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John Rutter

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John Rutter

Biography

John Milford Rutter CBE (b. 24 September 1945, London) is a British composer, conductor, editor, arranger and record producer, mainly of choral music.

The son of an industrial chemist and his wife, Rutter grew up living over the Globe pub on London's Marylebone Road. He was educated at Highgate School, after which he read music at Clare College, Cambridge, where he was a member of the choir. He served as director of music at Clare College from 1975 to 1979 and led the choir to international prominence.

In 1981, Rutter founded his own choir, the Cambridge Singers, which he conducts and with which he has made many recordings of sacred choral repertoire (including his own works), particularly under his own label Collegium Records. He resides at Duxford in Cambridgeshire and frequently conducts many choirs and orchestras around the world.

Rutter's compositions are chiefly choral, and include Christmas carols, anthems and extended works such as a Gloria, the Requiem and the Magnificat. Rutter also works as an arranger and editor. As a young man he collaborated with Sir David Willcocks on four volumes of the extraordinarily successful Carols for Choirs anthology series.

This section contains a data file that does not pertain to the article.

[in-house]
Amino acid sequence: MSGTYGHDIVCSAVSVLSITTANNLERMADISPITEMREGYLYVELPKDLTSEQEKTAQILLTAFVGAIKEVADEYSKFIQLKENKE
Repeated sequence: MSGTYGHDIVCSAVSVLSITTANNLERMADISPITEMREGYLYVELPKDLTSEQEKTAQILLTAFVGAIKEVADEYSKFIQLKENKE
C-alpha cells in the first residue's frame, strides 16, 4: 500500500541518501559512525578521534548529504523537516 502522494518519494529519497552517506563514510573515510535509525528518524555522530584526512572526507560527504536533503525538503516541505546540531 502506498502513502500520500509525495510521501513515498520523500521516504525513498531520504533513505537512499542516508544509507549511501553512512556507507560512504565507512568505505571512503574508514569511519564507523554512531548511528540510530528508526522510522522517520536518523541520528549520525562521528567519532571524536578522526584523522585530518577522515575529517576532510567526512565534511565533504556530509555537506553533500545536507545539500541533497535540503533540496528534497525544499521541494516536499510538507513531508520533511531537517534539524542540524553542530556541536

Rutter's music is eclectic, showing the influences of the French and English choral traditions of the early 20th century as well as of light music and American classic songwriting. Almost every choral anthem and hymn that he writes has a subsequent orchestral accompaniment in addition to the standard piano/organ accompaniment, using various different instrumentations such as strings only, strings and woodwinds or full orchestra with brass and percussion.

Rutter's music is very popular, particularly in the USA. In the UK it receives a more mixed reception, most holding him in high regard, but some observers believe that his sheer technical facility or versatility leads to a superficial, unstable crossover style which tends towards mawkish sentimentality.

In 1980, Rutter was made an honorary Fellow of Westminster Choir College, Princeton, and in 1988 a Fellow of the Guild of Church Musicians. In 1996, the Archbishop of Canterbury conferred a Lambeth Doctorate of Music upon him in recognition of his contribution to church music. In 2008, he was made an honorary Bencher of the Middle Temple while playing a significant role in the 2008 Temple Festival.


Works for Winds


References